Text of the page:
In another embodiment, Ri, Rj, Rk, and Rn are each hydrogen and Rm and Ro are linked to form a ring. In a further embodiment, the ring is unsubstituted or substituted cycloalkyl. In another embodiment, the ring is a fused or a bridged ring.

Examples of compounds of Formula (XII) include, but are not limited to: Compound N2, N4, N5, N6, N9, N10, N1, N12, N13, N14, N15, N16, N17, N19, N20, N21, N22, N23, N24, N25, N26, N30, N32, N33, N34, N35, N36, N38, N40, N41, N42, N63, N69, N70, N71, N73, N74, N75, N76, N78, N79, N80, N82, N83, N84, N85, N86, N87, N88, QN, QO, QQ, QR, QS, QT, QU, QV, QX, QY, QZ, RA, RB, RC, RD, RE, RF, RG, RH, RI, RJ, RK, RL, RM, RN, RO, RP, RQ, RR, RS, RT, RU, RV, RW, RX, RY, RZ, SA, SB, SX, SY, SZ, TA and TB.

In another embodiment, the invention also pertains to compounds of the formula (XIII):


wherein:

n1 is 0, 1, 2, or 3;

P is a covalent bond, alkyl, alkyloxy, amino, alkylamino, sulfur, or alkylthio;

X+ is hydrogen, a cationic group, or an ester-forming group; and

Rp is a natural or unnatural amino acid residue, or a pharmaceutically acceptable salt, ester, or prodrug thereof.

In one embodiment, Rp is connected to P through a non-peptidic bond. The non-peptidic bond may originate from any carbon atom of the amino acid resdue. In certain embodiments, Rp may be connected to P through a heteroatom. Examples of Rp include glycine (e.g., HO(C═O)—CHNH—), phenylalanine, and proline. In another embodiment, P is a covalent bond, CH2, —NH—, —O—, alkylthio, or alkyloxy.

Examples of compounds of Formula (XIII) include, but are not limited to: Compound SC, SD, SE, SF, SG, SH, SI, SJ, SK, SL, SM, SN, SO, SP, SQ, SR, SS, ST, SU, SV and SW.

In another embodiment, compound of the formula (XIV):


wherein:

n2 is 0, 1, 2, or 3, selected such that three carbons are between the SO3 X+ group and the nitrogen atom in the ring;

X+ is hydrogen, a cationic group, or an ester-forming group;

RS is hydrogen or when n2 is 3, Rs is (CH2)3—SO3 X+;

Rq and Rr are each selected independently from hydrogen or alkyl, or a pharmaceutically acceptable salt, ester, or prodrug thereof.

In one embodiment, X+ is hydrogen.

In another embodiment, n2 is 0 and the SO3 X+ group is attached to at the 4-position of the piperazine ring. In another embodiment, n2 is 1 and the SO3 X+ group is attached to at the 3-position of the piperazine ring. In yet another embodiment, n2 is 2 and the SO3 X+ group is attached to at the 2-position of the piperazine ring. In another embodiment, n2 is 3 and Rs is (CH2)3—SO3 X+.

Examples of compounds of Formula XIV include, but are not limited to: Compound OI, OJ, OK, PG and QP.

In yet another embodiment, the invention also pertains to compounds of the formula (XV):


wherein:

Rt is hydrogen, alkyl, or aryl;

Ru and Rv are each independently for each occurence selected from hydrogen, aryl, benzyl, alkyl, alkenyl, carbocyclic, heterocyclic, or two Ru or Rv groups on adjacent carbon atoms may form a double bound, or together with the carbon atoms they are attached to forming a carbocyclic or heterocyclic ring;

n3 is 4, 5, 6, or 7; and

X+ is hydrogen, a cationic group, or an ester-forming group; or a pharmaceutically acceptable salt, ester, or prodrug thereof.

Examples of compounds of Formula XV include, but are not limited to: Compound N27 and N31.

Other compounds of the invention include:


and pharmaceutically acceptable salts, esters, and prodrugs thereof.

The invention pertains to both salt forms and acid/base forms of the compounds of the invention. For example, the invention pertains not only to the particular salt forms of compounds shown herein as salts, but also the invention includes other pharmaceutically acceptable salts, and the acid and/or base form of the compound. The invention also pertains to salt forms of compounds shown herein.

Compounds of the invention are also shown in Tables 2A, 2B, 3A, and 3B below.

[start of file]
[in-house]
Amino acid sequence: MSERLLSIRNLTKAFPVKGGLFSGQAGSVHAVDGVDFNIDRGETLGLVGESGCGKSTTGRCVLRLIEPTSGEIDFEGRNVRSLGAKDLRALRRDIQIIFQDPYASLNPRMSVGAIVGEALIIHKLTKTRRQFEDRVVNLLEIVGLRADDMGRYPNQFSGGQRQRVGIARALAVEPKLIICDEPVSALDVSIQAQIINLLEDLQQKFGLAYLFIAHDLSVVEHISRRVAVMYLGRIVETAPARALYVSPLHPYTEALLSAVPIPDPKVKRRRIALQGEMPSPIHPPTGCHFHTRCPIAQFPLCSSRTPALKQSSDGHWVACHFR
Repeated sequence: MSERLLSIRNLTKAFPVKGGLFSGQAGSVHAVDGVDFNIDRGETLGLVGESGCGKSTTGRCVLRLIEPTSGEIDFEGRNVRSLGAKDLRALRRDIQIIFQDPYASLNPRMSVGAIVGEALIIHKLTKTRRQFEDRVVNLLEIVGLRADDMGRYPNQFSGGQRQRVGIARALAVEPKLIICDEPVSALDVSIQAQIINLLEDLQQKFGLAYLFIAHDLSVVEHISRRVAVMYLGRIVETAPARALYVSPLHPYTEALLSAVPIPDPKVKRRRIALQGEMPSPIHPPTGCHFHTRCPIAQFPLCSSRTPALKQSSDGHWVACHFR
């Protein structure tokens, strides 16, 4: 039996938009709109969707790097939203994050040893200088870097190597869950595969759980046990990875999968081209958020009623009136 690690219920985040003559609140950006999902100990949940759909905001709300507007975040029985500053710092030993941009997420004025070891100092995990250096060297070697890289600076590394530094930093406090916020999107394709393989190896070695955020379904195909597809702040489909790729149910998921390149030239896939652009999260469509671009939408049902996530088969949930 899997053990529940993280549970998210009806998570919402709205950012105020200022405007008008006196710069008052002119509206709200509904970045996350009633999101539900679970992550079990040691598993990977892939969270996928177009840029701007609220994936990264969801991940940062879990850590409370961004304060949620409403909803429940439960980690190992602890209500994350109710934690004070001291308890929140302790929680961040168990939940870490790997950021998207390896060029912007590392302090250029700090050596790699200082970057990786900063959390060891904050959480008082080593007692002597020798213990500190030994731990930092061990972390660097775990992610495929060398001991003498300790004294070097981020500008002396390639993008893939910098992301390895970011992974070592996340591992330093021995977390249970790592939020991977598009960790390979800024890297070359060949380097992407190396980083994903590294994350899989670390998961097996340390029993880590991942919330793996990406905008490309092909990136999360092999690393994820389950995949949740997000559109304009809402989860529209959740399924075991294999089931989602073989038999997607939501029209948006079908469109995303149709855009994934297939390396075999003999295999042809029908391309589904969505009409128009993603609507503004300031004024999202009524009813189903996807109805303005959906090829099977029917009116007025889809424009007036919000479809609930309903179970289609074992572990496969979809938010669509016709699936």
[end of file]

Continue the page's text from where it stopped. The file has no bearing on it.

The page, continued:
TABLE 2A
ID STRUCTURE
B
C
D
E
F
G
H
I
J
K
L
M
N
P
Q
R
S
X
Y
Z
AA
AB
AC
AD
AE
AF
AG
AH
AI
AJ
AK
AL
AM
AU
AV
AW
AX
AY
AZ
BA
BB
BC
BW
BX
BY
BZ
CC
CD
CE
CG
CH
CI
CJ
CK
CL
CM
CN
CO
CV
CY
DC
DD
DE
DG
DH
DI
DJ
DK
DL
DM
DN
DO
DP
DQ
DR
DS
DT
DU
DV
DW
DX
DY
DZ
EA
EB
EC
ED
EE
EF
EG
EH
EI
EJ
EK
EL
EN
EO
EP
EQ
ER
ES
ET
EV
EW
EY
EZ
FA
FH
FL
FM
FN
FO
FP
FQ
FR
FS
FT
FU
FV
FW
FX
FY
FZ
GA
GB
GC
GD
GE
GF
GH
GI
GJ
GK
GL
GM
GN
GO
GP
GQ
GR
GS
GT
GU
GZ
HA
HB
HC
HD
HE
HF
HG
HI
HJ
HK
HL
HM
HN
HO
HP
HQ
HR
HS
HT
HU
HV
HW
HX
HY
HZ
IA
IB
IC
ID
IE
IF
IG
IH
II
IJ
IK
IL
IM
IN
IO
IP
IR
IS
IT
IU
IV
IW
IX
IY
IZ
JA
JB
JC
JD
JE
JF
JG
JH
JI
JJ
JK
JL
JM
JN
JO
JP
JQ
JR
JS
JT
JU
JV
JW
JX
JY
JZ
KA
KB
KH
KI
KJ
KK
KL
KM
KN
KP
KQ
KR
KS
KT
KV
KW
KX
KY
LA
LC
LD
LE
LF
LG
LH
LI
LJ
LK
LL
LM
LN
LO
LP
LQ
NG
NH
NI
NJ
NK
NL

TABLE 2B
P1
P2
P3
P4
P5
P6
P7
P8
P9
P10
P11
P12
P13
P14
P15
P16 NaO3SOCH2(CH2)3CH2OSO3Na
P17
P178
P19
P20
P21
P22
P23
P24 HOCH2CH2CH2CH2SO3Na
P25 (NaO3SCH2CH2CH2CH2)2O
P26
P27
P28
P29
P30
P31
P32
P33
P34
P35
P36 HC(CH2OSO3Na)3
P37 CH3C(CH2OSO3Na)3
P38 NH2CH2CH2CH2SO3Na
P38
P40 NH2C(CH2OSO3Na)3
P41 NH2CH2CH2OSO3H
P42
P43 NaO3SNHCH2CH2OSO3Na
P44 H2NCH2CH2CH2OSO3Na
P45
P46 NaO3SNHCH2CH2CH2OSO3Na
P47 HN(CH2CH2OSO3Na)2
P48 NaO3SN(CH2CH2OSO3Na)2
P49
P50 H2NCH2CH2SO3H
P51 H2NCH2CH2SO3H
P52 NaO3SOCH2CH2CH2SO3Na
P53
P54
P55
P56
P57
P58
P59
P60
P61
P62
P63
P64 CH3CH2CH2CH2SO3Na
P65 CH3(CH2)8CH2SO3Na
P66
P67
P68 CH3CH2SO3Na
P69 CH3CH2CH2SO3Na
P70 CH3CH2CH2CH2CH2SO3Na
P71
P71
P73
P74
P75
P76
P77
P78
P79
P80
P81
P82
P823
P84
P85
P86
P87
P88
P89
P90
P91
P92
P93
P94
P95
P96
P97
P98
P99
P100
P101
P102
P103
P104
P105
P106
P107
P108
P109 CH3(CH2)13N+(CH3)2[(CH2)3SO3 ]
P110
P111
P112
P113
P114
P115
P116
P117
P118
P119
P120
P121
P122
P123 AcNHCH2CH2CH2SO3Na
P124 BzNHCH2CH2CH2SO3Na
P125
P126
P127 HOCH2CH2CH2NHCH2CH2CH2SO3H
P128
P129
P130
P131
P132
P134
P135
P136
P137
P138
P139
P140
P141
P142
P143
P144
P145
P146
P147
P148
P149
P150
P151
P152
P153
P154
P155
P156
P157
P158
P159
P160
P161
P162
P163
P164
P165
P166
P167
P168
P169
P170
P171
P172
P173
P174 CH3(CH2)8NH(CH2)3SO3H
P175 CH3(CH2)9NH(CH2)3SO3H
P176 CH3(CH2)10NH(CH2)3SO3H
P177 CH3(CH2)11NH(CH2)3SO3H
P178 CH3(CH2)12NH(CH2)3SO3H
P179 CH3(CH2)13NH(CH2)3SO3H
P180 CH3(CH2)15NH(CH2)3SO3H
P181 CH3(CH2)17NHCH2CH2CH2SO3H
P182
P183
P184
P185
P186
P187
P188
P189
P190
P191
P192

TABLE 3A
ID STRUCTURE
MJ
NN
MX
NE
NM
NO
NP
NQ
NR
NS
NT
NU
NV
NW
NX
NY
NZ
OA
OB
OC
OD
OE
OF
OG
OH
OI
OJ
OK
OL
OM
ON
OO
OP
OQ
OR
OS
OT
OU
OV
OW
OX
OY
OZ
PA
PB
PD
PE
PF
PG
PH
PI
PJ
PK
PL
PM
PN
PO
PP
PQ
PR
PS
PT
PU
PV
PW
PX
PY
PZ
QA
QB
QC
QD
QE
QF
QG
QH
QI
QJ
QK
QL
QM
QN
QO
QP
QQ
QR
QS
QT
QU
QV
QW
QX
QY
QZ
RA
RB
RC
RD
RE
RF
RG
RH
RI
RJ
RK
RL
RM
RN
RO
RP
RQ
RR
RS
RT
RU
RV
RW
RX
RY
RZ
SA
SB
SC
SD
SE
SF
SG
SH
SI
SJ
SK
SL
SM
SN
SO
SP
SQ
SR
SS
ST
SU
SV
SW
SX
SY
SZ
TA
TB

TABLE 3B
ID Structure
N1
N2
N3
N4
N5
N6
N7
N8
N9
N10
N11
N12
N13
N14
N15
N16
N17
N18
N19
N20
N21
N22
N23
N24
N25
N26
N27
N28
N29
N30
N31
N32
N33
N34
N35
N36
N37
N38
N39
N40
N41
N42
N43
N44
N45
N46
N47
N48
N49
N50
N51
N52
N53
N54
N55
N56
N57
N58
N59
N60
N61
N62
N63
N64
N65
N66
N67
N68
N69
N70
N71
N72
N73
N74